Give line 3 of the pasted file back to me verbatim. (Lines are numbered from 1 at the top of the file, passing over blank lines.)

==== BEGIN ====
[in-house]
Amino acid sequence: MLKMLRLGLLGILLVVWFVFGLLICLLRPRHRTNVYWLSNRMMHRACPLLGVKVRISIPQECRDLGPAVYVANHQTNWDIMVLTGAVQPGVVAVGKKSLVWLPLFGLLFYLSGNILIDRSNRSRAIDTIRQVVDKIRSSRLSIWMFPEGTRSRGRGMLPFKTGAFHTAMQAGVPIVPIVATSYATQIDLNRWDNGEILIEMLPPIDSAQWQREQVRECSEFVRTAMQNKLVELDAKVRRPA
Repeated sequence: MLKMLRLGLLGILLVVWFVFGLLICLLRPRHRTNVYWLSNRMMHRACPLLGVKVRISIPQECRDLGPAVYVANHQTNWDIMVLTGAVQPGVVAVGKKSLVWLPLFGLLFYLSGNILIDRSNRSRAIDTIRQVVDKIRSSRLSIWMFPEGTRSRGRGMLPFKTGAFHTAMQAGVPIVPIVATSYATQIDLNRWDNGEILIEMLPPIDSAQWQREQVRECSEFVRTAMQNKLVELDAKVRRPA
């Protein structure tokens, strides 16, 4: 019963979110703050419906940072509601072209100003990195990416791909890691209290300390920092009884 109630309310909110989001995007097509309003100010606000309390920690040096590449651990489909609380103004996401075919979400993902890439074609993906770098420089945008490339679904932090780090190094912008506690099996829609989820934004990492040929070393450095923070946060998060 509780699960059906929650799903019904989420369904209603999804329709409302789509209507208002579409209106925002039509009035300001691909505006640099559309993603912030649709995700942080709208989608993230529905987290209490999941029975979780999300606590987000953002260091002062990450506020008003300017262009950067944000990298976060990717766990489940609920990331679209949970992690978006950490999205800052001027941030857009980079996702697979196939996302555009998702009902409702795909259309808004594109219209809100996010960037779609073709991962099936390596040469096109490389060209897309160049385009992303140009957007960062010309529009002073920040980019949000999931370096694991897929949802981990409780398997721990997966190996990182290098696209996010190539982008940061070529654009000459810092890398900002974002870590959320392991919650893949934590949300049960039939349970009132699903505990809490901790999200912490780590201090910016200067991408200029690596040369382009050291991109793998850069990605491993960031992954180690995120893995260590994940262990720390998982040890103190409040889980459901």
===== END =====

Repeated sequence: MLKMLRLGLLGILLVVWFVFGLLICLLRPRHRTNVYWLSNRMMHRACPLLGVKVRISIPQECRDLGPAVYVANHQTNWDIMVLTGAVQPGVVAVGKKSLVWLPLFGLLFYLSGNILIDRSNRSRAIDTIRQVVDKIRSSRLSIWMFPEGTRSRGRGMLPFKTGAFHTAMQAGVPIVPIVATSYATQIDLNRWDNGEILIEMLPPIDSAQWQREQVRECSEFVRTAMQNKLVELDAKVRRPA